Directed by Todor Chapkanov [Other horror films: Copperhead (2008), Ghost Town (2009), Monsterwolf (2010), Asylum (2014)]
For a Syfy Daybreakers clone, True Bloodthirst (better known as Vampyre Nation) is actually okay. I can’t tell you how surprised I am exactly to be saying that, but it’s true. While there are big problems, such as horrible special effects and moderately forgettable characters, the story itself was unique enough to give the film a bit more heart than I’d have first expected.
From the get-go, the plot is interesting. In a world where the existence of vampires has been found out by the general human population, vampires live in segmented sections of the cities, treated generally as second-class citizens, and due to a synthetic blood, there’s theoretically no need for hostilities between them and the humans.
Of course, that alone might make for an interesting drama, but naturally they threw something into the mix, being tainted synthetic blood that causes the vampires to regress to a much more primal, unsophisticated killing machine, which goes after both humans and vampires. A detective, with the help of both a group of vampire hunters and vampires themselves, tries to figure out what’s going on in order to save human and vampire alike.
Generally, I don’t think I’d like most movies with the plot description above, but this made it work. Admittedly, from a political perspective, I did find it interesting to see how the confirmed existence of vampires would theoretically play out among the human populations on Earth, and the creation of a synthetic blood seems logical in order to keep both sides feeling relatively safe. Of course, one can easily see the vampires as substitutes for either racial or religious minorities, bringing an actual element of contemporary politics into the mix, which I personally found welcomed.
I think the reason that I found myself engaged with the movie’s story, other than that it was pretty intriguing, was that it seemed somewhat well thought out. Elements could have been better fleshed out, of course, but overall, I got the sense of semi-realism. It’d be a legitimate concern of humans that more and more people would chose to transform into vampires (given a much longer life-span), and of course what with not having almost any power, vampires, just by being in the spotlight, are at high risk of danger themselves, especially since humans in powerful positions are more likely to back up vampire hunters than attempt to protect the weaker class (vampires), which all brings a lot of pretty solid points to the forefront.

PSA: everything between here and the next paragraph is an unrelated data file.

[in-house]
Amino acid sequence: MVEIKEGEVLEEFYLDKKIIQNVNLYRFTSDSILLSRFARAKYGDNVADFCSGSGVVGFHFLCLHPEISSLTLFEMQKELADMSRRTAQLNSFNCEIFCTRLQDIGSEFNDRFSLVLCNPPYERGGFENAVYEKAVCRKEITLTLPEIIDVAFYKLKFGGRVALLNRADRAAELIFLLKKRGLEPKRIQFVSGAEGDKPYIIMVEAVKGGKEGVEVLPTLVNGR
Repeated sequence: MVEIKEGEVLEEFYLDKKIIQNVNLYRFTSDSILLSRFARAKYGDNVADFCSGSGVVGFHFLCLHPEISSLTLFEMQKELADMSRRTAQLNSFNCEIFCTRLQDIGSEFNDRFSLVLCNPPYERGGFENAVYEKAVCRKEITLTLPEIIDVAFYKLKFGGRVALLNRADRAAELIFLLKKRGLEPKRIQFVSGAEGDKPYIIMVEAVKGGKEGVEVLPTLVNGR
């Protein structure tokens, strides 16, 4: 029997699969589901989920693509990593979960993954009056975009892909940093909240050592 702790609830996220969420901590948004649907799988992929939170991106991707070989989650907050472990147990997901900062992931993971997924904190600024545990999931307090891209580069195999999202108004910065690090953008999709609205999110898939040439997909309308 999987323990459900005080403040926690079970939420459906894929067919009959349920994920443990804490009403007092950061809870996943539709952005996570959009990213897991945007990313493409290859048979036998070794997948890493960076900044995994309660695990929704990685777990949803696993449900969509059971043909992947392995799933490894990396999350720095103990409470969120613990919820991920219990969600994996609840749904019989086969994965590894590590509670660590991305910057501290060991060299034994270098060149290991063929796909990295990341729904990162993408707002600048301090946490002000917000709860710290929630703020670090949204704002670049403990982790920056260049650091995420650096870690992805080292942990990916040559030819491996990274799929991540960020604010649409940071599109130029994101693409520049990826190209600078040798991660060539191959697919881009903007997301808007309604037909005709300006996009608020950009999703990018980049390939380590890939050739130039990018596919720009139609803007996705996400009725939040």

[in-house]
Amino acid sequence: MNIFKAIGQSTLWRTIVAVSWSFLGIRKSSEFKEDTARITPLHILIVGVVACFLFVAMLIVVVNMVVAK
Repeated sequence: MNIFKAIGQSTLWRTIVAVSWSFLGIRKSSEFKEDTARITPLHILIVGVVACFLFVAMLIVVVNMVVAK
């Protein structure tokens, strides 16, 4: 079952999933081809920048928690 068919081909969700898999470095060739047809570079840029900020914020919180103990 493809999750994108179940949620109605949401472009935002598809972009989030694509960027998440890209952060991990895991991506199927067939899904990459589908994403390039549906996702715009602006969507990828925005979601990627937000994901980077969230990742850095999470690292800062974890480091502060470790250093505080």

I didn’t love Neil Jackson as the main character, but I eventually got used to him. More enjoyable was Ben Lambert, playing a vampire, and Heida Reed, who was a bit weak at times, but her character was both fun and had an interesting story. Most everyone else was a bit run-of-the-mill, such as Andrew Lee Potts (playing Harker, one of the vampire hunters, he was a bit over-the-top), Roark Critchlow, and Jonathon Hargreaves (which is a shame, as this is his sole role on IMDb). Bordering pointless, we have Claudia Bassols, who had a generic role with a pretty unnecessary character, so she didn’t really have much of a chance.
Like I said, the special effects were pretty awful. The primal state of a vampire seemed to be a blob with wings, not too dissimilar from a rather strong-looking gargoyle. The blood didn’t do it for me, and aspects of the vampire’s abilities, such as occasional bursts of super-speed, just looked ridiculous. I don’t fault the movie too much for this, given it’s budget limitations, but even so, from a technical standpoint, it was rather amateur.
I’m not overly familiar with director Todor Chapkanov’s other output; I have seen both Copperhead (2008) and Ghost Town (2009). Copperhead was actually a rather enjoyable film, from what I recall, while Ghost Town was more in the forgettable vein (until I rewatch both of these, though, my final judgment will have to wait). He’s behind other horror films of which I’ve seen, but based on what I have, Chapkanov at least seems a competent director with the budget he has. Since most of his work is on Syfy originals, though, it may be worth his while to branch out a bit at some point.
Vampyre Nation (which is the title I saw the film under) definitely had problems, but since I went into it with very low expectations, the fact that it felt as good as it did really skewed with my perceptions. It’s not a great movie, nor is it a good movie, but I could easily see myself watching it sometime in the future, so while it’s below average, Vampyre Nation isn’t disastrously bad, and may perhaps be worth a shot.